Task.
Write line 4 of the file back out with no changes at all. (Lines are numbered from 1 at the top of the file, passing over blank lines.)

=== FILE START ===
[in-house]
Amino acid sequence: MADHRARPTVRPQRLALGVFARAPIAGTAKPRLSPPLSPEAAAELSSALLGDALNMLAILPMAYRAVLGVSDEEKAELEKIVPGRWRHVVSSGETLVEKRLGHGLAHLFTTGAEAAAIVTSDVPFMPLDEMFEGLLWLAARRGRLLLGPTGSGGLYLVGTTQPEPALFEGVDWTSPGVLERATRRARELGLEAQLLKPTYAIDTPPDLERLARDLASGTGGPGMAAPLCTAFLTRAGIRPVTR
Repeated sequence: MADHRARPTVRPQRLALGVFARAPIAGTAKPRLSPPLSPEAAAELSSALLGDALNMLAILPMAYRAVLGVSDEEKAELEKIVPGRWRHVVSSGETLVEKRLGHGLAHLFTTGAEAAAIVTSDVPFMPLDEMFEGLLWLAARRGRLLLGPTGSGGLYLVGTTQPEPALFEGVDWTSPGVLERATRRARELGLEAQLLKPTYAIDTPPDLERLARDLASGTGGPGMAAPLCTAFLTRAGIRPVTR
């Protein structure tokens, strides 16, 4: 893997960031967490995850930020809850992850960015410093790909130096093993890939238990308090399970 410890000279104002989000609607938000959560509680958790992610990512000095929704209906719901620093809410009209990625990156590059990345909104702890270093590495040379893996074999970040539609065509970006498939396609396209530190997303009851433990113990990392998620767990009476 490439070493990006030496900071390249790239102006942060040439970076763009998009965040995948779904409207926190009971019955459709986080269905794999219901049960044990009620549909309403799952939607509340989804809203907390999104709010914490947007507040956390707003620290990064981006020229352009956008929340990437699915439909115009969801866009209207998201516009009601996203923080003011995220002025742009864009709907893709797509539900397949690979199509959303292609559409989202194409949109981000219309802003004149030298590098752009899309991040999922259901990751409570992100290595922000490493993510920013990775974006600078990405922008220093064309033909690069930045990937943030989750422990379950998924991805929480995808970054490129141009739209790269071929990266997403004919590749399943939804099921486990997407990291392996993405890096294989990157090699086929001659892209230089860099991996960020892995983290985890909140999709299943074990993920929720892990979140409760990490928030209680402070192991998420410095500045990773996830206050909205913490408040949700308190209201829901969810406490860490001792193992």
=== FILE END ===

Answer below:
């Protein structure tokens, strides 16, 4: 893997960031967490995850930020809850992850960015410093790909130096093993890939238990308090399970 410890000279104002989000609607938000959560509680958790992610990512000095929704209906719901620093809410009209990625990156590059990345909104702890270093590495040379893996074999970040539609065509970006498939396609396209530190997303009851433990113990990392998620767990009476 490439070493990006030496900071390249790239102006942060040439970076763009998009965040995948779904409207926190009971019955459709986080269905794999219901049960044990009620549909309403799952939607509340989804809203907390999104709010914490947007507040956390707003620290990064981006020229352009956008929340990437699915439909115009969801866009209207998201516009009601996203923080003011995220002025742009864009709907893709797509539900397949690979199509959303292609559409989202194409949109981000219309802003004149030298590098752009899309991040999922259901990751409570992100290595922000490493993510920013990775974006600078990405922008220093064309033909690069930045990937943030989750422990379950998924991805929480995808970054490129141009739209790269071929990266997403004919590749399943939804099921486990997407990291392996993405890096294989990157090699086929001659892209230089860099991996960020892995983290985890909140999709299943074990993920929720892990979140409760990490928030209680402070192991998420410095500045990773996830206050909205913490408040949700308190209201829901969810406490860490001792193992």